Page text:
By Edward M. Bury, APR (aka The PRDude)
Sometimes, I have to gaze up at the ceiling, so to say, to find the subject for a PRDude post. And, other times, the topic surfaces in an expected place and figuratively bashes me across the forehead.
The subject of today’s post lies squarely on the latter.
While reading my print edition of the Chicago Tribune during lunch today, I found an opinion piece that focused on Hope Hicks — the current White House communications director — and offered a commentary on public relations. You can read the digital version of the article, “Who Exactly is Hope Hicks?, posted on the Tribune’s website and dated February 5.
The commentary, written by Virginia Heffernan, opens with an account of President Donald Trump’s reported affinity for women models — from his current wife Melania and daughter Ivanka to other women who are currently part of his administration and staff. Then the focus moves to Ms. Hicks, specifically her experience as a fashion model and position managing communications for The Trump Organization.
What follows the introductory paragraphs provided the fuel for this post. Frankly, the piece is an example of myopic, uninformed and outright erroneous interpretations of the public relations practice and an assault on the professionals who adhere to established standards of ethical and strategic communications.
Rather than dissect the editorial paragraph-by-paragraph to unveil all I believe is wrong, fictitious and plain idiotic, here are a few “gems” of sorts that demonstrate Ms. Heffernan’s preconceived perceptions of public relations and the people who work in the industry:
- “Modeling is not, however, Hicks’ chief qualification for her job with Trump. She’s a publicist to the bone.” Just what the heck does being “a publicist to the bone” mean in this case? That Ms. Hicks is serious about generating or managing publicity, a component of public relations? And, so what if she modeled before switching careers.
- “Hicks didn’t just drift into her first PR job as some in the sheath set are known to do. Instead, she’s to the manner born, third generation in a family of special-forces flacks.” First, what comprises the “sheath set?” And, this is a new one to me: “Special-forces flacks.” Are they given commando attire, too, when engaging in a strategic communications exercise? Fiunally, so what if her grandfather and father worked in public relations. I trust this never happens in journalism.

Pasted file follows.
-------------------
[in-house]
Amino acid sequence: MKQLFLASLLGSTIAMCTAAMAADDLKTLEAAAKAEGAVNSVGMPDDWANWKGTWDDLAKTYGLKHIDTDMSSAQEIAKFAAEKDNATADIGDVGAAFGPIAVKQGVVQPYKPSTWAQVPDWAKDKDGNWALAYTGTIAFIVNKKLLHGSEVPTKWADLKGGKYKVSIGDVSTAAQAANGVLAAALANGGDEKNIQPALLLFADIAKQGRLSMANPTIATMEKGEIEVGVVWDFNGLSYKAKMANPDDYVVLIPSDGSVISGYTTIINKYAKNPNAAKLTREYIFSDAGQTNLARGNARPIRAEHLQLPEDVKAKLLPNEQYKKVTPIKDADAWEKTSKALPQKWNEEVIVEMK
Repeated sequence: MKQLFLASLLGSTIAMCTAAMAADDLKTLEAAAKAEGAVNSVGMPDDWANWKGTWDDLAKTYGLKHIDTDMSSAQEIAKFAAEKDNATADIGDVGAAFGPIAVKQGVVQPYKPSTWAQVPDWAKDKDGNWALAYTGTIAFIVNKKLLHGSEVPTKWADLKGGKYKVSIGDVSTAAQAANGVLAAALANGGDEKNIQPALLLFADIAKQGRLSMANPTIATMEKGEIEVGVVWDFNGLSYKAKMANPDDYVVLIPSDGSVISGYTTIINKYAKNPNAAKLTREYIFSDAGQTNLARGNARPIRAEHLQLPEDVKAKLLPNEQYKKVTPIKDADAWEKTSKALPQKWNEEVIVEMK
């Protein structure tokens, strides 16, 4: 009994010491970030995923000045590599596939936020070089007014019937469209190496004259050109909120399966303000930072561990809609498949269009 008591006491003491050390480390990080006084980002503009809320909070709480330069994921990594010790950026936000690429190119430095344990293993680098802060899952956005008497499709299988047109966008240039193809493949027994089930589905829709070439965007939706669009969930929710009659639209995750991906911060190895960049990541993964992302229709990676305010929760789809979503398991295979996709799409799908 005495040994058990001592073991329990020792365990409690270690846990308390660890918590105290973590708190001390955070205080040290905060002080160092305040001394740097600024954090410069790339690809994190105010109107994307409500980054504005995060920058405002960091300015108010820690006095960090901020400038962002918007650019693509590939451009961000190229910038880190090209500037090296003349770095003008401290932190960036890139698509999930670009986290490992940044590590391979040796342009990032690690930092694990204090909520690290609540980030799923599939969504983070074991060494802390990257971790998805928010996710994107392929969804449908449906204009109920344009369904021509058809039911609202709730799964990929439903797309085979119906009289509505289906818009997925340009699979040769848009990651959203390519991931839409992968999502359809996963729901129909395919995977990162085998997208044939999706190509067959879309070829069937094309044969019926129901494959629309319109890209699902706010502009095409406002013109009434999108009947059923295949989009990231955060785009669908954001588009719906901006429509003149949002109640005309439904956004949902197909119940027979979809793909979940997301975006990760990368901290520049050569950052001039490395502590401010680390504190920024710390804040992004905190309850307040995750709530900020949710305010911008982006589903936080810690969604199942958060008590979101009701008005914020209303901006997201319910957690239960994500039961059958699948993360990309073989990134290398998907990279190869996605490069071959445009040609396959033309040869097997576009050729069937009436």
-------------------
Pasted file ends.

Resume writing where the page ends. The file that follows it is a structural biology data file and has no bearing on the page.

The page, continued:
- “PR at that level takes moral flexibility, callousness and charm.” This nugget was in reference to previous paragraphs stating that Ms. Hicks’ father “ran publicity” for the National Football League and now works for a communications firm that “specializes in — among other things — crisis management and ‘Complex Situations.'” And, Ms. Hicks “was trained by the best: Matthew Hilztzik,” the so-called chief publicist for Harvey Weinstein and Miramax. The take away here, according to Ms. Heffernan: Public relations professionals shouldn’t develop crisis communications programs or represent professional sports franchises or media companies.
- “But as Hope Hicks knows — and as her father and her father’s father knew — lying to the media is traditionally called PR.” This, the final sentence in this garbage of slanted commentary bashes an entire profession and the people who work in it. My response to Ms. Heffernan: So, I trust that the work published in the New York Times — where Ms. Heffernan worked as a staff writer — by Jayson Blair was credible journalism?
This outright pillaging of all things public relations and equating the profession as detrimental to society and our democracy needs to stop. Yes, there are “flacks” in the public relations profession. But as a former reporter, I know there are “hacks” in the news business and perhaps every profession.
Left unchecked, this type of uninformed commentary propagates total misconceptions about the work of serious, honest public relations professionals.
In an effort to provide some guidance to Ms. Heffernan, perhaps she should visit the Press Contacts page published by the New York Times. There are eight communications professionals listed.
Perhaps one of these colleagues could share some accurate insight on public relations. Otherwise, Ms. Heffernan could visit this page hosted by the Public Relations Society of America.